Electricity & Lust

Electricity and Lust Book Club

Posted in books, Sam by Sam Unsted on February 28, 2008

Last year, when running the Plattenspieler blog, I ran a book club between myself, Betty and Tommy with the basic outlined challenge of reading at least 52 books over the entire year. The categorisation of what constituted a book was very open indeed and therefore allowed for some leeway to be taken by all of us as regarded the length of books read. Otherwise, in all honesty with our busy ol’ lives and hectic schedules of working and socialising, we just couldn’t fit it all in. Unfortunately, we still didn’t quite manage it but both Tom and I got through over 40 which is still not bad for us.

This year, no such rules are being imposed on the competition. We are keeping it all nice and easy and, unfortunately also, I’m likely to be the only on participating. So this year its a case of reading anything and everything I can and everytime a tome is finished, I will deliver some reportage on my opinions on the work and maybe even call upon by previous reading knowledge to recommend some other works for those who enjoy. It’s all very up in the air right now but today I’m just going to give a quick run down of the books I’ve got through this year so far, what I’m reading right now and a couple which will be next up on the radar. I also warn you that I read a number of books at a time normally so which one gets reviewed next will depend entirely on my reading moods.

A Quiet Belief in Angels by RJ Ellory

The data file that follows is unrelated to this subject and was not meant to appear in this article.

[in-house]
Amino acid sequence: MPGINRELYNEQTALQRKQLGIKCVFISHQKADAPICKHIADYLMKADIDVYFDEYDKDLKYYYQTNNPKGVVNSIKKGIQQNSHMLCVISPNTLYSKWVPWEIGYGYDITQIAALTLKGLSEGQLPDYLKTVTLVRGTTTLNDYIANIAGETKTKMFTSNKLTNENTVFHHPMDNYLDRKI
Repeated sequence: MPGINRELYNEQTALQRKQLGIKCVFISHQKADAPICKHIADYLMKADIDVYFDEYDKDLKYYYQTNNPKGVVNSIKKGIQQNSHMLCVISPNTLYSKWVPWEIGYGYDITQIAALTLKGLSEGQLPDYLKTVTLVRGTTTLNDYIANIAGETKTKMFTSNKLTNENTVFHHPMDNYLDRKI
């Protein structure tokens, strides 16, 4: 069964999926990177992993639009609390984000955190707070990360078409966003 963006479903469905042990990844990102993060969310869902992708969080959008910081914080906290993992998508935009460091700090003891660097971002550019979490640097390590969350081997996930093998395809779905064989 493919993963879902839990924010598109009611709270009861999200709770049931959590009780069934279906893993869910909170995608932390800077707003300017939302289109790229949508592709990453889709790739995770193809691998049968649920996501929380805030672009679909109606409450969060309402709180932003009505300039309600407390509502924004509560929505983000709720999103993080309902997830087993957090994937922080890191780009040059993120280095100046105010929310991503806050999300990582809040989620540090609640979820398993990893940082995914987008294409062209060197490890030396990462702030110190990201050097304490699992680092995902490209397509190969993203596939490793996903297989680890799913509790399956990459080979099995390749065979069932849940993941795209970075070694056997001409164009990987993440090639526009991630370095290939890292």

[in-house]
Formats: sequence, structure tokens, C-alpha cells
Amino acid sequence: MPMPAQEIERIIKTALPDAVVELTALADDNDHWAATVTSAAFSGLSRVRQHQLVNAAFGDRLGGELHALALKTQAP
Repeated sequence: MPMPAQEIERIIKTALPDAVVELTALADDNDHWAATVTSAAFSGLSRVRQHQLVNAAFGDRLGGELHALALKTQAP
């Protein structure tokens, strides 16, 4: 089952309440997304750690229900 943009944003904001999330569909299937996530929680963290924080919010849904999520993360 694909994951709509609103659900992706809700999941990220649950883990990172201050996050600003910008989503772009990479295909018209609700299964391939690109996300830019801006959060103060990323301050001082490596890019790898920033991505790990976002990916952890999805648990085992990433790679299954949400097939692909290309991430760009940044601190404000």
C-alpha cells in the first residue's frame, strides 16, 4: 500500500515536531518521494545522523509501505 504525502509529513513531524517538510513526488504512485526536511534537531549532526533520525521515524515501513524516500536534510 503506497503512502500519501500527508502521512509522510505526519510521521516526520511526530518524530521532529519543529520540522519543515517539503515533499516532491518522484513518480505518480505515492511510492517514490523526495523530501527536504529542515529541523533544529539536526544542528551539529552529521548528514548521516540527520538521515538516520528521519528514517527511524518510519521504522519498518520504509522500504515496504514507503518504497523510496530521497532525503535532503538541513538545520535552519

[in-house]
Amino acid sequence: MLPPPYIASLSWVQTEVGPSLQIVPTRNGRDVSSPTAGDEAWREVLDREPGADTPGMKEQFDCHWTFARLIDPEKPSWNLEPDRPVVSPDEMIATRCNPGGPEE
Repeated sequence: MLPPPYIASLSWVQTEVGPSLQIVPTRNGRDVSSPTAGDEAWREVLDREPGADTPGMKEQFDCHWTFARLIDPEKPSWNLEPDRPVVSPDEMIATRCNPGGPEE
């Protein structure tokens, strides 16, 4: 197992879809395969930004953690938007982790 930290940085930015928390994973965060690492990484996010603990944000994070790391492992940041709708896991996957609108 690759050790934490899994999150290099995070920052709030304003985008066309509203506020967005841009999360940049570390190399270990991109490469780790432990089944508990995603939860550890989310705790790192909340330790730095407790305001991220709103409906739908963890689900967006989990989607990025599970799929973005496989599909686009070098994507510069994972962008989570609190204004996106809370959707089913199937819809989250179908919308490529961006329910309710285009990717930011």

A part of the Richard & Judy bookclub for the year, this one is not too bad in the beginning but tales off towards the end as the chronology speeds up. The ‘twist’ too is far to easy to guess and as it plays such a major part of the narrative framing device, it loses some power. The early scenes though are written with graceful, if slightly busy streams of prose and the characters all feel strong if not always entirely likable.

The Looming Tower by Lawrence Wright
A truly astounding achievement of exploratory narrative journalism, this work on the seeds of Al Qaeda’s rise and the principals character involved in the 9/11 attacks is stunning. It won a Pulitzer and no wonder. It’s evocation of time and place, it explanations and characterisation are just wonderful and the book is written almost in the form of a thriller. It’s depressing sure, but it really is an essential modern work.

The Black Dahlia by James Ellroy
Gruelling crime drama that further renders its recent film adaptation into ignominy. Ellroy’s attention to detail gives the story a realistic and grisly tone and the story itself is an intruiging exploration of criminal minds, the capitalist greed of LA and also a smaller depiction of how obsession and desire to win can harm the lives of good police.

Currently reading: Then We Came To An End by Joshua Ferris

Coming Up: The Yiddish Policeman’s Union by Michael Chabon, Imperial Life in the Emerald City by Rajiv Chandreskan, The Time Traveller’s Wife by Audrey Niffenegger.


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